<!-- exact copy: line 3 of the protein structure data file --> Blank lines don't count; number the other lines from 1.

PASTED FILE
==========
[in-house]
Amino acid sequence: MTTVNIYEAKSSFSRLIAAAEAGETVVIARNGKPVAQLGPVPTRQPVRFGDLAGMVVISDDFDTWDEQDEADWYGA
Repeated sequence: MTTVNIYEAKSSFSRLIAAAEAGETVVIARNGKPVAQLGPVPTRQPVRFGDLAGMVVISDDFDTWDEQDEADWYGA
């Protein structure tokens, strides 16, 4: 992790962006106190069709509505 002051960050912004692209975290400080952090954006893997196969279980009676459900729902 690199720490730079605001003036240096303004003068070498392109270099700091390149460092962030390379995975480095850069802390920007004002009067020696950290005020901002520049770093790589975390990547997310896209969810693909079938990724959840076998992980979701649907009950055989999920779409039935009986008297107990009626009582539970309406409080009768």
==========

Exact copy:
Repeated sequence: MTTVNIYEAKSSFSRLIAAAEAGETVVIARNGKPVAQLGPVPTRQPVRFGDLAGMVVISDDFDTWDEQDEADWYGA